Despite the continued growth of e-grocery sales, few companies actually make any profits in this retail segment. Increasing market shares and associated drop densities may render profitable operations possible, but higher delivery fees seem essential to achieving profitability. Yet such higher fees may put e-groceries at a disadvantage as compared with the traditional store channel, which remains highly competitive. This study models customer choice between the e-grocery channel and the store channel as well as the effects of that choice on those channels’ operational costs and market shares. We identify conditions under which e-grocery retail can be profitable, and we estimate our model’s parameters using secondary industry data.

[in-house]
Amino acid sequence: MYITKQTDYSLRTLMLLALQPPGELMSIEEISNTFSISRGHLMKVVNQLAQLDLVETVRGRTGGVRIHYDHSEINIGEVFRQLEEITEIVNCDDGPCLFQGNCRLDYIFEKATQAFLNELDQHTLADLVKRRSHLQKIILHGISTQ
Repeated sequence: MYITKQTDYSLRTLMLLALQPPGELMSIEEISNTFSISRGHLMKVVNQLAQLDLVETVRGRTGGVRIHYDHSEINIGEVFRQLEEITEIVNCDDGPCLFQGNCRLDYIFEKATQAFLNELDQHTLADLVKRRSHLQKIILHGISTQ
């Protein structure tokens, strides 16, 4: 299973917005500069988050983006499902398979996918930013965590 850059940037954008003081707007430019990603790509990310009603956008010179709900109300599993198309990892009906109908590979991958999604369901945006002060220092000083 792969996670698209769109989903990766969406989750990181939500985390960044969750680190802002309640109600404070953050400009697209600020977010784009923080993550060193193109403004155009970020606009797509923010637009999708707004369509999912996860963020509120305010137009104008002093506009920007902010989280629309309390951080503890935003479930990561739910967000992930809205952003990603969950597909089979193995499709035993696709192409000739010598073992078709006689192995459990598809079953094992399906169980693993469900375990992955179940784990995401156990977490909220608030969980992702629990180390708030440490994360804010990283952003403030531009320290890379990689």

Our results indicate that e-grocery is profitable when household density is high and store density is low. When customer valuation of the e-grocery channel increases substantially, the result may be cannibalization of the store channel’s sales to the extent that stores encounter losses. Thus there are three paths to e-grocery profitability:(i) a substantial increase in the relative consumer valuation of the online channel; (ii) a focus on areas with high household density and low store density; (iii) a long-term subsidy of the online channel until stores begin to close.

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ERIM Report Series Research in Management
ERIM report series research in management Erasmus Research Institute of Management
Erasmus Research Institute of Management

Paul, J., Agatz, N., & Fransoo, J. (2021). Towards Profitable Growth in E-Grocery Retailing - the Role of Store and Household Density (No. ERS-2021-009-LIS). ERIM report series research in management Erasmus Research Institute of Management. Retrieved from